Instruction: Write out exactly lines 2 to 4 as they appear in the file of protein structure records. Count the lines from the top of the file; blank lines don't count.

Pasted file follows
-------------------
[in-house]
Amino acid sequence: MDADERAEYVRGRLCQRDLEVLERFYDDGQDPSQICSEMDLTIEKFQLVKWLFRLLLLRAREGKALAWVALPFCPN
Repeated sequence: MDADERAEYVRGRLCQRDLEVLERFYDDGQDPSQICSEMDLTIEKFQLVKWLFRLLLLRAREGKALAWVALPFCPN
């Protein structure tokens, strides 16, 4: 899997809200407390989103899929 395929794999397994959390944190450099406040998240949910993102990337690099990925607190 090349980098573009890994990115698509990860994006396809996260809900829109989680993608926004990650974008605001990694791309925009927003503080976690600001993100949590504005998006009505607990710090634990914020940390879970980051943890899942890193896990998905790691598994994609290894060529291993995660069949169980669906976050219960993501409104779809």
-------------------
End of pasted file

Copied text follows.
Amino acid sequence: MDADERAEYVRGRLCQRDLEVLERFYDDGQDPSQICSEMDLTIEKFQLVKWLFRLLLLRAREGKALAWVALPFCPN
Repeated sequence: MDADERAEYVRGRLCQRDLEVLERFYDDGQDPSQICSEMDLTIEKFQLVKWLFRLLLLRAREGKALAWVALPFCPN
């Protein structure tokens, strides 16, 4: 899997809200407390989103899929 395929794999397994959390944190450099406040998240949910993102990337690099990925607190 090349980098573009890994990115698509990860994006396809996260809900829109989680993608926004990650974008605001990694791309925009927003503080976690600001993100949590504005998006009505607990710090634990914020940390879970980051943890899942890193896990998905790691598994994609290894060529291993995660069949169980669906976050219960993501409104779809």